It was a bit disheartening to me when I began this book and, well, kind of disliked it. Weir used frequent point of view narrative changes, which I found pretty annoying. The story felt like it skipped around too much between characters, some of whom seemed like ridiculous caricatures instead of actual people, and all of whom seemed to have almost the same voice despite their disparate social conditions. I was really surprised by how ridiculous the people seemed, given the fact Weir comes across as a well researched historian. Surely she wouldn't write ridiculously off-base portraits of historical figures on whom she'd done research for non-fiction works, right?
However, being the absolute Tudor addict that I am, the fascination of watching the story of Lady Jane Grey unfold kept me reading. Setting aside some of my objections to how Weir had people think and behave, I was able to get wrapped up in thinking about the lives of the people involved, which is the part I enjoy most about historical fiction works. About three quarters of the way through this book I actually started to do some fact checking on the main players. I was unsurprised but a bit sad to read that, largely, Weir's character representations seem to be the dramatized, likely based on rumor, and prejudice versions of people that have floated around since the actual Tudor era, rather than a more temperate and factually based representation. The worst of this character assassination was of Frances Brandon, Jane's mother. Especially the earliest parts of this book, it felt like Weir was making Frances over the top cruel with no basis in reality, and it was really hard to believe any of it was accurate to how the woman would have actually acted. Then I reminded myself this is historical fiction book, and if I wanted a thoroughly researched account with multiple citations to sources I needed to read a non-fiction work on the people from this story. Which I probably will now!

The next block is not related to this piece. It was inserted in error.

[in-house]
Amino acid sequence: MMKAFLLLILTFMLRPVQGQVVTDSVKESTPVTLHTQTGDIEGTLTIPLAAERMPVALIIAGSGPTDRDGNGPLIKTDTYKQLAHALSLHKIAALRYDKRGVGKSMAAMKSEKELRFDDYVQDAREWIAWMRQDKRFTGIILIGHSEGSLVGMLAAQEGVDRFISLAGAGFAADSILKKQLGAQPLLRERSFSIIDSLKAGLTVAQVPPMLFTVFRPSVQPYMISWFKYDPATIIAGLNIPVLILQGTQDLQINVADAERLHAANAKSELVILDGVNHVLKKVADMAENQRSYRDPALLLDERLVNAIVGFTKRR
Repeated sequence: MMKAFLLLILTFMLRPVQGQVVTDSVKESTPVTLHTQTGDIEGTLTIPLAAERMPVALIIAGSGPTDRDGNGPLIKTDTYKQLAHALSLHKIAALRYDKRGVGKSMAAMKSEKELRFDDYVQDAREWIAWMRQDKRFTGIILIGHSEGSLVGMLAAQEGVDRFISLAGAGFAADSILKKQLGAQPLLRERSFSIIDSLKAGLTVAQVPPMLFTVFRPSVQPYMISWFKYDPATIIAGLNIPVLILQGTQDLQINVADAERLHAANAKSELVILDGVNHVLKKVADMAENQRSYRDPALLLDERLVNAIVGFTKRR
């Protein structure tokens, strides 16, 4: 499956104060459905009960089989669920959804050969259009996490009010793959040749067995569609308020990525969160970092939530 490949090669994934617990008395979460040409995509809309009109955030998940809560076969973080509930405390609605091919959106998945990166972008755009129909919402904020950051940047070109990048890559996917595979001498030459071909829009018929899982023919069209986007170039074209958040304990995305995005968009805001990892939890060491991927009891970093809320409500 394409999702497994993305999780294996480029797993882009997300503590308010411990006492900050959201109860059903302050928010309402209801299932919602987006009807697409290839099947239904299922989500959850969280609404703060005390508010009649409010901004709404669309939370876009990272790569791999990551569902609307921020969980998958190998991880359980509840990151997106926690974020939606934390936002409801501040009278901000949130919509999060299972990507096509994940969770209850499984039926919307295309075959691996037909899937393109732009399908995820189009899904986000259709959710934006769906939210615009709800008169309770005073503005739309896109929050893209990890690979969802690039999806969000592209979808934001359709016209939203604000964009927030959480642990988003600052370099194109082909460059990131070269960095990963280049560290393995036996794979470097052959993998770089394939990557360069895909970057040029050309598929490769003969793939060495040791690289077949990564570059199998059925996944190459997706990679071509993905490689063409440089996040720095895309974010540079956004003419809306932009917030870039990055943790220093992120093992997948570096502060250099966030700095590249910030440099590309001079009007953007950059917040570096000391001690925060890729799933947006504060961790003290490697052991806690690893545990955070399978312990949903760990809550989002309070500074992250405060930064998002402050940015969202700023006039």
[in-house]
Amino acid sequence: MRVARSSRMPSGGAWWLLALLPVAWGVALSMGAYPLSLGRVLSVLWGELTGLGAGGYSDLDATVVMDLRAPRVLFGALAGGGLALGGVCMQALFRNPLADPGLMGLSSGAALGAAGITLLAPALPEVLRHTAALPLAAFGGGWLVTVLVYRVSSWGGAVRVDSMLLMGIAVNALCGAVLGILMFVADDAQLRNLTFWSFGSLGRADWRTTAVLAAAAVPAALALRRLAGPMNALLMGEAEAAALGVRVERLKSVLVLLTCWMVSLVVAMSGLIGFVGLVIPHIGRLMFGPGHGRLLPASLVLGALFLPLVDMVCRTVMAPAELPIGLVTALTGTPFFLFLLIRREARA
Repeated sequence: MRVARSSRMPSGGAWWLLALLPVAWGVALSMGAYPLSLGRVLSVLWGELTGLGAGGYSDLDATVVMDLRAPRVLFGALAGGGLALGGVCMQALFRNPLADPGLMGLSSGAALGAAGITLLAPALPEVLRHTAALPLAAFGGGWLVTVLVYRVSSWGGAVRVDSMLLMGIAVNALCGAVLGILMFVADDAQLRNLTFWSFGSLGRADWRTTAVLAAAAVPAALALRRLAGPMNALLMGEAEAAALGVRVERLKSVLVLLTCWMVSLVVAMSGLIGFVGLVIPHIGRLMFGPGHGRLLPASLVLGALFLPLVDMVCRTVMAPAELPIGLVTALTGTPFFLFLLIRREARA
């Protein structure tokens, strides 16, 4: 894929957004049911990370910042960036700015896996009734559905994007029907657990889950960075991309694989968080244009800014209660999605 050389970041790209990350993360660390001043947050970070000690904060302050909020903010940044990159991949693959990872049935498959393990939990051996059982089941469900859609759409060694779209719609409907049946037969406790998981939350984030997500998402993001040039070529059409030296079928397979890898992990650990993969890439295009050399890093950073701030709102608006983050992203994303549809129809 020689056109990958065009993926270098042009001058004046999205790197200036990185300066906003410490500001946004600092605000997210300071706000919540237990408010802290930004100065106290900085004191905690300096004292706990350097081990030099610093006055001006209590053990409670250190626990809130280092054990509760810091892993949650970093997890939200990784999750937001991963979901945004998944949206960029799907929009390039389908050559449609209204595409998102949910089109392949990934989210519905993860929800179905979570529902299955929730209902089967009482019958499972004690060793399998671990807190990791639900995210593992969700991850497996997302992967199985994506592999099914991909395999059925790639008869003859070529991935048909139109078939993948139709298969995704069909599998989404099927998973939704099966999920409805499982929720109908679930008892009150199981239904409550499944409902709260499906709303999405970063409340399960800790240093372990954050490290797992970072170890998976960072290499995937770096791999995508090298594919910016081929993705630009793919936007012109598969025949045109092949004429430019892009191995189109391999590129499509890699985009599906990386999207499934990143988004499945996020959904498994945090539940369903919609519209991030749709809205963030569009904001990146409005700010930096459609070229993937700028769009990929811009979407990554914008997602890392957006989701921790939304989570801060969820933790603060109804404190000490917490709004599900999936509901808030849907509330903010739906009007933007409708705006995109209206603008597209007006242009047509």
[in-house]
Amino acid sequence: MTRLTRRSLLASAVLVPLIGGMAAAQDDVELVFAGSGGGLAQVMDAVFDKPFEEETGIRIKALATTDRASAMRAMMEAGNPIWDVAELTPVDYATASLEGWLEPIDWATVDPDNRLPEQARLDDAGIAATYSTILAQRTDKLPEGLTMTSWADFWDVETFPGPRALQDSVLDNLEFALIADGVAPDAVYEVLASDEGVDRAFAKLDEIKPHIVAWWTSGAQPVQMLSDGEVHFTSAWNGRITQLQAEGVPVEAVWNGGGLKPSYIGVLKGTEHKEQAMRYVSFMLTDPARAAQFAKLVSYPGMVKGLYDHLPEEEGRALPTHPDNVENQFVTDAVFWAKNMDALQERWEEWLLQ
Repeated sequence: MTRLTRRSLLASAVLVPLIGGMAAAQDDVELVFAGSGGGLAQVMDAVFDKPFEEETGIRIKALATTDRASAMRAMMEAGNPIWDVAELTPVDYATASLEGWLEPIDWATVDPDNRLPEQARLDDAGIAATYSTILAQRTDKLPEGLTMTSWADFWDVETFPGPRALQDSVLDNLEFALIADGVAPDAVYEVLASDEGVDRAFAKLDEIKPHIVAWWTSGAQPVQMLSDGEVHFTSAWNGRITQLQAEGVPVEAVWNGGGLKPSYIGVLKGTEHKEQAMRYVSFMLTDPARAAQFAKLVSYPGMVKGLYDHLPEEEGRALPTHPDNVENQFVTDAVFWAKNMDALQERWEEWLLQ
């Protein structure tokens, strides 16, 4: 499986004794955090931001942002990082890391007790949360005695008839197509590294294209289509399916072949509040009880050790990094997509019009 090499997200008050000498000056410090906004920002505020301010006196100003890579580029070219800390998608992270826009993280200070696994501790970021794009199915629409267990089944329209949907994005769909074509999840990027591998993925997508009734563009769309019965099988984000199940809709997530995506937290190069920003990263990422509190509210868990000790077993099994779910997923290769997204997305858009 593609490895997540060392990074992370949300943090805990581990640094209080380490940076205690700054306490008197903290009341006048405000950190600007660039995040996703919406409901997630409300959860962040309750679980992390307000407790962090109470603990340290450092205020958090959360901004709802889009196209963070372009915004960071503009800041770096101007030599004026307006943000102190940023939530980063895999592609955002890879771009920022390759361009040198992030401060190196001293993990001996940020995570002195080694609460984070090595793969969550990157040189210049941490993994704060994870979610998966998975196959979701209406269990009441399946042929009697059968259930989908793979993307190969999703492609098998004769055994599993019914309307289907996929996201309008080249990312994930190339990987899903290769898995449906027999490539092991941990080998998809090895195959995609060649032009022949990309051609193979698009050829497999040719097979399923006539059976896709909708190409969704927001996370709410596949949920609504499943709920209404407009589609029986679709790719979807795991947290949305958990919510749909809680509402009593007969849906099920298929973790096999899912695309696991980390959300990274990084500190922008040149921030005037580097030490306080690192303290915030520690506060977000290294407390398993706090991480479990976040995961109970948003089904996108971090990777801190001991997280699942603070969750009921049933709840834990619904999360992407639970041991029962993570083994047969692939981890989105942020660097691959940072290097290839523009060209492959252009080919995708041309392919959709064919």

After moving on from some of the more unbelievable and clearly fictionalized early portions of this book I found the portions detailing the rise and fall of Lady Jane incredibly interesting. Weir's perspective on how figures like Mary Tudor may have behaved privately during this time saved the book for me. I teetered on the edge of rating this between 2 to 3 stars on Amazon's system, but the ending portion of the book, as Lady Jane faced the music for all that had been done to her, put this book over the edge from just ok to my liking it.
I would recommend "Innocent Traitor" to Tudor historical fiction lovers, if only as an introduction to the period of Tudor history that starts after King Henry VIII dies. I'm excited now to start branching out to both non-fiction and historical fiction pieces dealing with the periods before and after Henry VIII's reign, though it may give me pause on this book again to learn how much more of it was fiction than I thought.
Most recent customer reviews
I was not even aware of Jane Grey's existence until I read this book. That she was Queen of England for a week between the death of Edward and the...Read more